Many animal advocates know that cattle production is one of the biggest sources of greenhouse gas emissions. Methane and other gases from cattle are adding fuel to the warming crisis, threatening the economy and ecology of the planet in ways small and large.
There’s also the more specific set of impacts of cattle grazing on our public lands, particularly in the West. The plodding and heavy steps of these bovids combined with their prodigious appetites – to say nothing of their high-volume and random discharge of waste — have the effect of uprooting plants and compacting the untethered soil, degrading arid landscapes and vital riparian areas alike.
A third effect of cattle ranching – not forgetting about the plight of the animals themselves, nor their typical journey from public or private lands to feedlots and then to mechanized slaughterhouses that disassemble them – is the liquidating of so many free-ranging, large mammalian predators.
It’s a matter of historical record that ranchers not only did a good bit of predator killing themselves, but also provided the political impetus for the adoption and implementation of local, state, and federal government predator bounty programs and other government policies that all but wiped out several species. These programs offered government payments to individuals who’d turn in heads, hides, and tails of wolves, mountain lions, and other carnivores, exterminating the animals, to one degree or another, from broad swaths of their original range.
Today, ranchers continue to drive regressive federal and state policies related to wildlife. Our federal government, through a benign-sounding but extraordinarily deadly U.S, Department of Agriculture program called Wildlife Services, spends tens of millions a year to kill tens of thousands of predators, often on our public lands, with an array of traps, poisons, and aerial gunships.
But one of the most outrageous examples of their handiwork is happening right now in Washington state. There, a ranch family is almost single-handedly upending the state’s otherwise forward-looking wolf management program.
State officials there estimate there are as few as 125 wolves left in the entire state, and to the consternation of citizens, the Department of Fish and Wildlife previously authorized the wiping out of the Profanity Peak pack in 2016, and now has issued kill orders for members of a new pack called the Old Profanity Territory pack.
“Rancher Len McIrvin and the Diamond M Ranch are responsible for killing an astonishing 85 percent of wolves killed through depredation permits in Washington on public lands over the last decade,” observed Rob Wielgus, a wildlife biologist and former director (retired) of the Large Carnivore Conservation Laboratory at Washington State University in Pullman, in the far eastern part of the state. “My research shows that non-lethal controls, such as keeping livestock and salt blocks one kilometer away from wolf denning and rendezvous areas, are very effective in deterring rare wolf attacks on livestock.”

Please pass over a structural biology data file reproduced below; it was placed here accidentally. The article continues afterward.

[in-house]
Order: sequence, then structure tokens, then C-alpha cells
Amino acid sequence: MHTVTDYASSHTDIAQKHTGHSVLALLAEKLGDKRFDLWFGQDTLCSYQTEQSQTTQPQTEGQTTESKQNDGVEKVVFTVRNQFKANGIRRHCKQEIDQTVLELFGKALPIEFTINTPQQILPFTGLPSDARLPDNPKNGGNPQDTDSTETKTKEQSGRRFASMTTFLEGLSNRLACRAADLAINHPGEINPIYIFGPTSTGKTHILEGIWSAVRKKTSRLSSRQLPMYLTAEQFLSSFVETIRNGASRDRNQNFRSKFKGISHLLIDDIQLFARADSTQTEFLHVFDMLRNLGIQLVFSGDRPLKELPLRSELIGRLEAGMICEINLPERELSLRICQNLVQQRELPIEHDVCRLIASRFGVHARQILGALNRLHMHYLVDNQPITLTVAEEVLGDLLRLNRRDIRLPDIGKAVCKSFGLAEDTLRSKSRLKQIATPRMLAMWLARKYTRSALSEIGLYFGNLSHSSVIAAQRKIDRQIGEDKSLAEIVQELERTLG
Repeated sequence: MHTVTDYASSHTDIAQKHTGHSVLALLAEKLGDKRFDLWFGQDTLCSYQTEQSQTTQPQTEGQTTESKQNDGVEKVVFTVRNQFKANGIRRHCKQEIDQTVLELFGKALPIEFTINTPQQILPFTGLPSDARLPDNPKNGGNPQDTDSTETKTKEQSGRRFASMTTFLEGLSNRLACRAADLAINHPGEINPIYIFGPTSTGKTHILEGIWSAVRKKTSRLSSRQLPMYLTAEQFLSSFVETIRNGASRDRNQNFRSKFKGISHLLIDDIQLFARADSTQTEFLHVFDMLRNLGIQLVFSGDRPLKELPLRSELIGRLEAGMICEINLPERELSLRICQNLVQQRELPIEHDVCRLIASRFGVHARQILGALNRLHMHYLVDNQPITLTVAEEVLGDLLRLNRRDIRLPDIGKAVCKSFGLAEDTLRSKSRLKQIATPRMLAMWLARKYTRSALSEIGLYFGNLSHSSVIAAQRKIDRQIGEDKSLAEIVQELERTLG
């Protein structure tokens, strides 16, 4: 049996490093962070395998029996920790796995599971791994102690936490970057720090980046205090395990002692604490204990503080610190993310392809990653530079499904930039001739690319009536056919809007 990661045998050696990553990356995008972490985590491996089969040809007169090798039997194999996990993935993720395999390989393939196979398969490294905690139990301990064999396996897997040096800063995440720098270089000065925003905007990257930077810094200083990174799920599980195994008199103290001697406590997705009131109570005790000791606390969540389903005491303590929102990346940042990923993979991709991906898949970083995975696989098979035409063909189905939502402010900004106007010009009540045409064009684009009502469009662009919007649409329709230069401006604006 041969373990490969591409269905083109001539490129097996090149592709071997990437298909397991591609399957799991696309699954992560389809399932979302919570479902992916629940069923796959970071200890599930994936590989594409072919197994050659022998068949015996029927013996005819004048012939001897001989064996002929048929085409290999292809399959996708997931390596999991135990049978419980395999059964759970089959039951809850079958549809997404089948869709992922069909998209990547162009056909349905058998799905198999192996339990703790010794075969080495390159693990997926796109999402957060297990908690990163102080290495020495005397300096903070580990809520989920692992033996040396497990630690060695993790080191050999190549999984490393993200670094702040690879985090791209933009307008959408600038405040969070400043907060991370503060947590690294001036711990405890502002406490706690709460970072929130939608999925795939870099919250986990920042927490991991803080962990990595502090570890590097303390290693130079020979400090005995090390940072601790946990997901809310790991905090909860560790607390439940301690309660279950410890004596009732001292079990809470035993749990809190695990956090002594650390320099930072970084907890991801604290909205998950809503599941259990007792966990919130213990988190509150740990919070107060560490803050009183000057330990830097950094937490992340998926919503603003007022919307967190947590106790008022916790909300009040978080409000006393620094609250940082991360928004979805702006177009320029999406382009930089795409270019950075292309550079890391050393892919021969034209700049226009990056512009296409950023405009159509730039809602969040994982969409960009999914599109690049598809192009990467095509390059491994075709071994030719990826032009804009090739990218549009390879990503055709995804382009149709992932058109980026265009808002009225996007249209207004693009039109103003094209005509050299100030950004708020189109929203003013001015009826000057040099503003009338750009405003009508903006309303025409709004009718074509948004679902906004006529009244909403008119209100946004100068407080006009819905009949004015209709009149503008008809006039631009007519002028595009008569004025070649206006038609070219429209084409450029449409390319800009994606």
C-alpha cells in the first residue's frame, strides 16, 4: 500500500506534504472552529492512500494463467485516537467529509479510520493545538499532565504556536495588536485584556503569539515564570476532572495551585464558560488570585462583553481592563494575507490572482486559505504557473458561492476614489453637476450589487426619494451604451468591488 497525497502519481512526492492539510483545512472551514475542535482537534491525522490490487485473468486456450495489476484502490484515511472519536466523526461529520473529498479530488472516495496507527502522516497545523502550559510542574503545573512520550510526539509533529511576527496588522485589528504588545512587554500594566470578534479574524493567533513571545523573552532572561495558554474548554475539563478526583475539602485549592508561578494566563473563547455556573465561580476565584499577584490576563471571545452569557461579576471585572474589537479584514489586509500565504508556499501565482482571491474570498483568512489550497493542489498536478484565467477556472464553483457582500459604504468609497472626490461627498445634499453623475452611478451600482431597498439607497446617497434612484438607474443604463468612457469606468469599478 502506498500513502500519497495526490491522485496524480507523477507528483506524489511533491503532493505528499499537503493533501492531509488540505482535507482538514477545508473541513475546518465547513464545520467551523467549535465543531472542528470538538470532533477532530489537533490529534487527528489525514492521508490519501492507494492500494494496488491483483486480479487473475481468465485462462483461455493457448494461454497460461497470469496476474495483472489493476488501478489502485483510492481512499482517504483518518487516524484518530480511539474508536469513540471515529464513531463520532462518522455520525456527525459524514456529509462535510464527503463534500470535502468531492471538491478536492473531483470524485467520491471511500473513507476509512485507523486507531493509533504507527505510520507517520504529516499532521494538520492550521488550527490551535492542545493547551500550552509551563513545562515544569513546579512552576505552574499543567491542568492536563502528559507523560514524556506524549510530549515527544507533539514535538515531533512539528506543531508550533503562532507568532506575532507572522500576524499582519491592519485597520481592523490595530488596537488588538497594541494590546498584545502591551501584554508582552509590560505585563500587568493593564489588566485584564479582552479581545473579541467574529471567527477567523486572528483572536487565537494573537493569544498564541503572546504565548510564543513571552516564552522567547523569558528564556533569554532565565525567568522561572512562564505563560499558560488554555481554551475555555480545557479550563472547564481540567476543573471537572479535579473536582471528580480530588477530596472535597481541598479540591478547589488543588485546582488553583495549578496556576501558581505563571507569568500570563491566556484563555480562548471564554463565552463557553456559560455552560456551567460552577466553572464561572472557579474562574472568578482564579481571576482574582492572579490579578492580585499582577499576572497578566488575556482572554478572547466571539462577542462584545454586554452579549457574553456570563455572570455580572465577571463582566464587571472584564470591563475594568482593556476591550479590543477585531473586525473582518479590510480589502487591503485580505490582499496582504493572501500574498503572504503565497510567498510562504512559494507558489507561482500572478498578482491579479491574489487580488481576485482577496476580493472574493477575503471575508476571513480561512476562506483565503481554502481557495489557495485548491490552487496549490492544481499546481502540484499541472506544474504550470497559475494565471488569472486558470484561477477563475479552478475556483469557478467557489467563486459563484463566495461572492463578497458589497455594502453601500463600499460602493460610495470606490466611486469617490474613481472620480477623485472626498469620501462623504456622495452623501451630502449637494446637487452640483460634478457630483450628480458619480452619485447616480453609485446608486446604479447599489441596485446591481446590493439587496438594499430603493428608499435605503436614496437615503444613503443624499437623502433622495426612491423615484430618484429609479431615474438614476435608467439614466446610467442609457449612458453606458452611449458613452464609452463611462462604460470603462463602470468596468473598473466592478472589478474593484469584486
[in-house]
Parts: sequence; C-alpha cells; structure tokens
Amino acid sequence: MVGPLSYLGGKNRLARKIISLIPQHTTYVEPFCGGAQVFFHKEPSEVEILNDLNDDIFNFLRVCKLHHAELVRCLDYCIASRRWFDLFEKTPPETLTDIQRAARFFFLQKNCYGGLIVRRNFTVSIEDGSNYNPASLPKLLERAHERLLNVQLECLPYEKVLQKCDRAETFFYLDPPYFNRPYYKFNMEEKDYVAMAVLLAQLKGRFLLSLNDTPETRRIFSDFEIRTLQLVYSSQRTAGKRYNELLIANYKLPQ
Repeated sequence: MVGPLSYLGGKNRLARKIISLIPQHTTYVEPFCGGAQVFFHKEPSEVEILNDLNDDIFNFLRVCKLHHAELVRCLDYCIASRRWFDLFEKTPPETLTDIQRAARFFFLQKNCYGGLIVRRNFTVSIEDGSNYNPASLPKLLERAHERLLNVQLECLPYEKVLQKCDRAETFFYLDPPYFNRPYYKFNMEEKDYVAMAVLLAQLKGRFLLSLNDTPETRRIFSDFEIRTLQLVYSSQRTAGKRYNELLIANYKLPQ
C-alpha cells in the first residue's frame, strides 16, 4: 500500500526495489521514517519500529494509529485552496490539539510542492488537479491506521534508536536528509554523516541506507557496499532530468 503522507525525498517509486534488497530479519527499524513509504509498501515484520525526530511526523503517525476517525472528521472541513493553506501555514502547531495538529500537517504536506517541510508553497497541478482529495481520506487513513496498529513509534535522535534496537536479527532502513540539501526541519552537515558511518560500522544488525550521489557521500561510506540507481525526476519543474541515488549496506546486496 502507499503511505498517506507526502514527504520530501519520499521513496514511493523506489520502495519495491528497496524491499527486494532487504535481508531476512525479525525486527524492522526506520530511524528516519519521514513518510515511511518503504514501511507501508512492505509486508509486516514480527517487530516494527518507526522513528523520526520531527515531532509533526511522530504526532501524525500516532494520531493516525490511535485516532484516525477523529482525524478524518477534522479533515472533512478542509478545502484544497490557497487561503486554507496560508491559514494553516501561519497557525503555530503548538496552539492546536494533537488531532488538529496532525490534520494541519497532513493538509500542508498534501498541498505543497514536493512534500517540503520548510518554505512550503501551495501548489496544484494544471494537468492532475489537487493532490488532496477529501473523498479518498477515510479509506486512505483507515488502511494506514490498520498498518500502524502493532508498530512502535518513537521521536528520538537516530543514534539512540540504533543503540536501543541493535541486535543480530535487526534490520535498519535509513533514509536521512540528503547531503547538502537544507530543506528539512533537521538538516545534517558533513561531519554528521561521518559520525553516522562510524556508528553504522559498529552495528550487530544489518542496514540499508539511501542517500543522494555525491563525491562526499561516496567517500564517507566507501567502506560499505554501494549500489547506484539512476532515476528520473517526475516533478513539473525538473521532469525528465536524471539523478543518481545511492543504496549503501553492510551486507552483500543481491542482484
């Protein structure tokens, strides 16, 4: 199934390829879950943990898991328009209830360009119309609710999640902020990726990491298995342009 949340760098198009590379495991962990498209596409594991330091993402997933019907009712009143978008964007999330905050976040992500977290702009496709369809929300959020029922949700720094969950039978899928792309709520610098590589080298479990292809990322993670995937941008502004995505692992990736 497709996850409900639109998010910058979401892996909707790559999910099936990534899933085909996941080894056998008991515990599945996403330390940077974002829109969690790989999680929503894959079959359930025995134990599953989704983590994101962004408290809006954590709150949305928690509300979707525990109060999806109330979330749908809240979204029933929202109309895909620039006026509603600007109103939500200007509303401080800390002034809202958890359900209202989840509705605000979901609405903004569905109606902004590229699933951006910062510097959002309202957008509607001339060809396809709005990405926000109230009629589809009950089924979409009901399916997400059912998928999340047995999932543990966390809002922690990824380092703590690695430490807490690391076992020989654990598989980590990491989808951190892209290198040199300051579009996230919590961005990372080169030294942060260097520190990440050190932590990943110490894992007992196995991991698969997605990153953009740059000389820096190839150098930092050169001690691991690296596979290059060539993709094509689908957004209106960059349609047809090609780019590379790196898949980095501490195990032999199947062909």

On Sunday, Animal Wellness Action and its partner organizations launched an ad campaign urging state officials to halt the work of aerial gunners and foot soldiers working to kill the Old Profanity Territory wolves. The pandering and appeasing of this one rancher is wrong and unwarranted, and the state must advocate for the position that ranchers have responsibilities to wildlife, too. It’s not their right to demand the destructions of predators, and especially not when they exhibit reckless animal husbandry practices and take a disdainful approach to wildlife.
Wielgus points out that livestock losses to wolves represent just one-third of one percent (0.003) in wolf-occupied areas of Washington. But the ranching operations of Len McIrvin, who generally refuses to modify his grazing and salting locations, has produced cattle losses that are 10 times as large as those of others in the profession in the state.
Animal Wellness is asking Washington residents to complain to Mr. Kelly Susewind, the director of Washington’s Department of Fish and Wildlife, urging him to put a stop to more killing of wolves, particularly when it comes to overheated complaints from Len McIrvin.
This campaign comes on the heels of our effort to oppose federal de-listing of wolves in the lower 48 states. That campaign, along with the efforts of so many other national organizations with a shared purpose on this issue, generated perhaps as many as 1.8 million comments in opposition to de-listing.
That record-setting outpouring of public concern to a rule-making action concerning a rare species reveals that Americans increasingly understand the ecological value of wolves and respect and support their right to reclaim at least some of their original range. More and more Americans want to see an end to the hatred and myth-making related to wolves. Irrational behavior flares up too often still, but neither the public nor state wildlife agencies should tolerate it. Instead, the agencies need to shed their role as a obedient service agents for ranchers and trophy hunters and lead us, reminding all stakeholders about the importance of wolves in the matrix of life on our planet.